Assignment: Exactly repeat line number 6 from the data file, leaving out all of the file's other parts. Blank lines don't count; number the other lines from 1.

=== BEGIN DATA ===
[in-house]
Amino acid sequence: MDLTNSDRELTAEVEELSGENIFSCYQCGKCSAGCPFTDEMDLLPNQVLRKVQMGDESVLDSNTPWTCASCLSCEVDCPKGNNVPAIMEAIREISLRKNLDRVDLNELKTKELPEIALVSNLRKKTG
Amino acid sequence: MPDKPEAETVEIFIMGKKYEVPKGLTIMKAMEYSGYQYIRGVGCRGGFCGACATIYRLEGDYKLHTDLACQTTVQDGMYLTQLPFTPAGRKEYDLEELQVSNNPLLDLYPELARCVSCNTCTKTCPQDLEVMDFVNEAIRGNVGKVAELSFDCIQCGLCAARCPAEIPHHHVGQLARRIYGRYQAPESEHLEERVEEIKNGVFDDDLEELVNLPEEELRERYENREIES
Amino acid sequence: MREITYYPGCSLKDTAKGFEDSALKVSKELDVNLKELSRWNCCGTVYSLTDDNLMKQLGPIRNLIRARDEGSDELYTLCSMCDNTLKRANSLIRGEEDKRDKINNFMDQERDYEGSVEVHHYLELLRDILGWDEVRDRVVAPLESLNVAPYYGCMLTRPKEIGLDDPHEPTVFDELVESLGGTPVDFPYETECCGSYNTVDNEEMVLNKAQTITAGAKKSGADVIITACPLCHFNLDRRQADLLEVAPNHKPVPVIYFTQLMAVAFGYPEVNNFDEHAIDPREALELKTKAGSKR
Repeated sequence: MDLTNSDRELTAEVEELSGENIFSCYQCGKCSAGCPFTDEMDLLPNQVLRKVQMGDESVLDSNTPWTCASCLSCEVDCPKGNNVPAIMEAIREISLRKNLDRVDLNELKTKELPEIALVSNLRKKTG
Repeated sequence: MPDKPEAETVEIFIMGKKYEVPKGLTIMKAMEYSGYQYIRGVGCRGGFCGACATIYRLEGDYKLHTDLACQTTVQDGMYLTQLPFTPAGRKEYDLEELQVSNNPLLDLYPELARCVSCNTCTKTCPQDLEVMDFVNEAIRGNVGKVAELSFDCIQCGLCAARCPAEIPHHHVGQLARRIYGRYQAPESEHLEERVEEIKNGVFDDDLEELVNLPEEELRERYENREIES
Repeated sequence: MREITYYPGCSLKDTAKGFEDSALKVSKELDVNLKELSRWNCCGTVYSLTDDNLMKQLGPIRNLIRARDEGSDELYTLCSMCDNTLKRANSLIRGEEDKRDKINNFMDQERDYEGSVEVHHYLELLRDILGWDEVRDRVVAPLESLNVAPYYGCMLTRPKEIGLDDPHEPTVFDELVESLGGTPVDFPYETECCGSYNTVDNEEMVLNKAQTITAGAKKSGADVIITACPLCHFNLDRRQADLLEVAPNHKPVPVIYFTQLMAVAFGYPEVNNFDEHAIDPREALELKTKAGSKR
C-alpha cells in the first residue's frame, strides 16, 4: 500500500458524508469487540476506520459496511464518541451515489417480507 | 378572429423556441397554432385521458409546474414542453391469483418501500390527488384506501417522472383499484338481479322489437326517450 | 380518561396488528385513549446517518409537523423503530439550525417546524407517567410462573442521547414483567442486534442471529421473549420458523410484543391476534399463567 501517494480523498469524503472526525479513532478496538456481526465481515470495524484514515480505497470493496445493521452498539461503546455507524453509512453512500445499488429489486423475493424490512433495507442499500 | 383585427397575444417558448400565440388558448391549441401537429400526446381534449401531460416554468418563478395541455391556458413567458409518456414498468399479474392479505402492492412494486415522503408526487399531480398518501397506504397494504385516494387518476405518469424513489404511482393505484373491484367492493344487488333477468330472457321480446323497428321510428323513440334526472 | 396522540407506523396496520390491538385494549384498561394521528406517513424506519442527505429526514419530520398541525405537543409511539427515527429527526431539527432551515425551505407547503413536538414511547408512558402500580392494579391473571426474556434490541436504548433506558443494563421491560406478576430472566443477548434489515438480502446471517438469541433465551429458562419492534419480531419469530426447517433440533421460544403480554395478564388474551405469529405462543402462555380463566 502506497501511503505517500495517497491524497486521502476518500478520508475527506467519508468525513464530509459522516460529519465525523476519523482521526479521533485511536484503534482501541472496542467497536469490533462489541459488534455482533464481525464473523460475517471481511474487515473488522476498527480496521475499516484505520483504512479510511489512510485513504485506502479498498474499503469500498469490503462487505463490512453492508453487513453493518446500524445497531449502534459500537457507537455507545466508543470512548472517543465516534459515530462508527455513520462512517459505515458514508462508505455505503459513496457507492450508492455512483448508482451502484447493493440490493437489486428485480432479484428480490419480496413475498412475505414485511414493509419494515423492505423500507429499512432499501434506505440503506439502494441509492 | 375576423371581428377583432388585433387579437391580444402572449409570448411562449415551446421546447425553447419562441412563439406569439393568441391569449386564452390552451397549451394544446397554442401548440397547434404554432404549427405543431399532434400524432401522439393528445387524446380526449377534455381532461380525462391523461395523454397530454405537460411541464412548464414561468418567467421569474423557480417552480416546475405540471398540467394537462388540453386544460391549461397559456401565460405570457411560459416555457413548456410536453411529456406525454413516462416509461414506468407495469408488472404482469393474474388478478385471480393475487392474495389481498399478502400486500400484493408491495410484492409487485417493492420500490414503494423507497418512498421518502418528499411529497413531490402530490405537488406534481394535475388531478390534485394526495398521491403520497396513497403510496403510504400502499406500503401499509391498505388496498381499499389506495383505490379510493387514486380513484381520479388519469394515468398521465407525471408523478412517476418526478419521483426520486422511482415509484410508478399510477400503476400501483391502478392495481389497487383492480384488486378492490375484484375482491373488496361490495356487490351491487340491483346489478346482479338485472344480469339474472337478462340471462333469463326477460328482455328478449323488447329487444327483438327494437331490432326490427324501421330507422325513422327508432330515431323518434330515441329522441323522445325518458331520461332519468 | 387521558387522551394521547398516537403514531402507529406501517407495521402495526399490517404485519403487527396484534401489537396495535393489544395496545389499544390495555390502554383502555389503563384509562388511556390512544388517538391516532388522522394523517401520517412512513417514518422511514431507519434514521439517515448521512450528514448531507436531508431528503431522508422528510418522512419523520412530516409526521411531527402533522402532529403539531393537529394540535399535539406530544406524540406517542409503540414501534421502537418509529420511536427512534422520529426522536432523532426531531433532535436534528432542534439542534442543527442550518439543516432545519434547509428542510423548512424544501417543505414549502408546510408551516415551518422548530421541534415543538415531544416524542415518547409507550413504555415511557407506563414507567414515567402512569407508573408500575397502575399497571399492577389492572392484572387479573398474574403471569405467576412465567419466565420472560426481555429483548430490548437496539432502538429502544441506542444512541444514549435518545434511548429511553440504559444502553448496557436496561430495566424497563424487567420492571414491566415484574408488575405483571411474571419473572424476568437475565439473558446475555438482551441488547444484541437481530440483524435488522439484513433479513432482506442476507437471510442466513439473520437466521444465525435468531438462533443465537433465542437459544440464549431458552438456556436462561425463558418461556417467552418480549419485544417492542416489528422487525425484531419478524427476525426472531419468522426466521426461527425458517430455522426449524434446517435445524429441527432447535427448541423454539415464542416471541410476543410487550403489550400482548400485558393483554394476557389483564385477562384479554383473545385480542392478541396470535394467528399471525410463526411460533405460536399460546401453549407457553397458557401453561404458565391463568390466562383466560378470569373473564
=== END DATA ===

Repeated sequence: MPDKPEAETVEIFIMGKKYEVPKGLTIMKAMEYSGYQYIRGVGCRGGFCGACATIYRLEGDYKLHTDLACQTTVQDGMYLTQLPFTPAGRKEYDLEELQVSNNPLLDLYPELARCVSCNTCTKTCPQDLEVMDFVNEAIRGNVGKVAELSFDCIQCGLCAARCPAEIPHHHVGQLARRIYGRYQAPESEHLEERVEEIKNGVFDDDLEELVNLPEEELRERYENREIES